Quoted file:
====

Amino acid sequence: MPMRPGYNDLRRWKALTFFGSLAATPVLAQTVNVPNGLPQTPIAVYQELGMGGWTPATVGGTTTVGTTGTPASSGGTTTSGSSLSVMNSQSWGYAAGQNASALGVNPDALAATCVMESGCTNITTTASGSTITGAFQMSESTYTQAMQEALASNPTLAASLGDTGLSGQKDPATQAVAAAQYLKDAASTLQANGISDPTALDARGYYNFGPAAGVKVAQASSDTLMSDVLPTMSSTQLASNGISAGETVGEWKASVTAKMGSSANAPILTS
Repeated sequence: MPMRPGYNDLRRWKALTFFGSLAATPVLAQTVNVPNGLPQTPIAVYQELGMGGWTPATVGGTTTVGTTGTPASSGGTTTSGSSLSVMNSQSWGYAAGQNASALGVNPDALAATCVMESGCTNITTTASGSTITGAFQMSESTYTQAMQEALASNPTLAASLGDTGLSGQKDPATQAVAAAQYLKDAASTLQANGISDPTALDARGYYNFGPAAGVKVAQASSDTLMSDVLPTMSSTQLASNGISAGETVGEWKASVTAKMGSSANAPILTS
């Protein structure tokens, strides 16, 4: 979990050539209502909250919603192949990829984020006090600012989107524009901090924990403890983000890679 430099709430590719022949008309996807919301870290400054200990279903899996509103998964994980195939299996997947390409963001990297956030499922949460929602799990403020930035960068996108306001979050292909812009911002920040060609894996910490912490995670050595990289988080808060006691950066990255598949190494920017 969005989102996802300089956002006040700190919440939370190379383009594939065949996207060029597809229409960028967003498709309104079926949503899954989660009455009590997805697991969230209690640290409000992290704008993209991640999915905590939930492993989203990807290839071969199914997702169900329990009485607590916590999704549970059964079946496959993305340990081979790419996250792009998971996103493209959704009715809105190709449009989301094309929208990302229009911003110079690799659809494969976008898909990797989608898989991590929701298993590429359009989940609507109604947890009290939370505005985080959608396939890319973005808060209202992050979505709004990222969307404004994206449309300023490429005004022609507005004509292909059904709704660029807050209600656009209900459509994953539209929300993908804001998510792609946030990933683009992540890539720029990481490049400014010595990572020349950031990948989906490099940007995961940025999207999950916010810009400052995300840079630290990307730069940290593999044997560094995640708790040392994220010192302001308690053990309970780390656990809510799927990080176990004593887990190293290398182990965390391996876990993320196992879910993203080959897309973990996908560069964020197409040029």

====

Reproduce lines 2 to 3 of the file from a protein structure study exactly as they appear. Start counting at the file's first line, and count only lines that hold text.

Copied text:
Repeated sequence: MPMRPGYNDLRRWKALTFFGSLAATPVLAQTVNVPNGLPQTPIAVYQELGMGGWTPATVGGTTTVGTTGTPASSGGTTTSGSSLSVMNSQSWGYAAGQNASALGVNPDALAATCVMESGCTNITTTASGSTITGAFQMSESTYTQAMQEALASNPTLAASLGDTGLSGQKDPATQAVAAAQYLKDAASTLQANGISDPTALDARGYYNFGPAAGVKVAQASSDTLMSDVLPTMSSTQLASNGISAGETVGEWKASVTAKMGSSANAPILTS
């Protein structure tokens, strides 16, 4: 979990050539209502909250919603192949990829984020006090600012989107524009901090924990403890983000890679 430099709430590719022949008309996807919301870290400054200990279903899996509103998964994980195939299996997947390409963001990297956030499922949460929602799990403020930035960068996108306001979050292909812009911002920040060609894996910490912490995670050595990289988080808060006691950066990255598949190494920017 969005989102996802300089956002006040700190919440939370190379383009594939065949996207060029597809229409960028967003498709309104079926949503899954989660009455009590997805697991969230209690640290409000992290704008993209991640999915905590939930492993989203990807290839071969199914997702169900329990009485607590916590999704549970059964079946496959993305340990081979790419996250792009998971996103493209959704009715809105190709449009989301094309929208990302229009911003110079690799659809494969976008898909990797989608898989991590929701298993590429359009989940609507109604947890009290939370505005985080959608396939890319973005808060209202992050979505709004990222969307404004994206449309300023490429005004022609507005004509292909059904709704660029807050209600656009209900459509994953539209929300993908804001998510792609946030990933683009992540890539720029990481490049400014010595990572020349950031990948989906490099940007995961940025999207999950916010810009400052995300840079630290990307730069940290593999044997560094995640708790040392994220010192302001308690053990309970780390656990809510799927990080176990004593887990190293290398182990965390391996876990993320196992879910993203080959897309973990996908560069964020197409040029």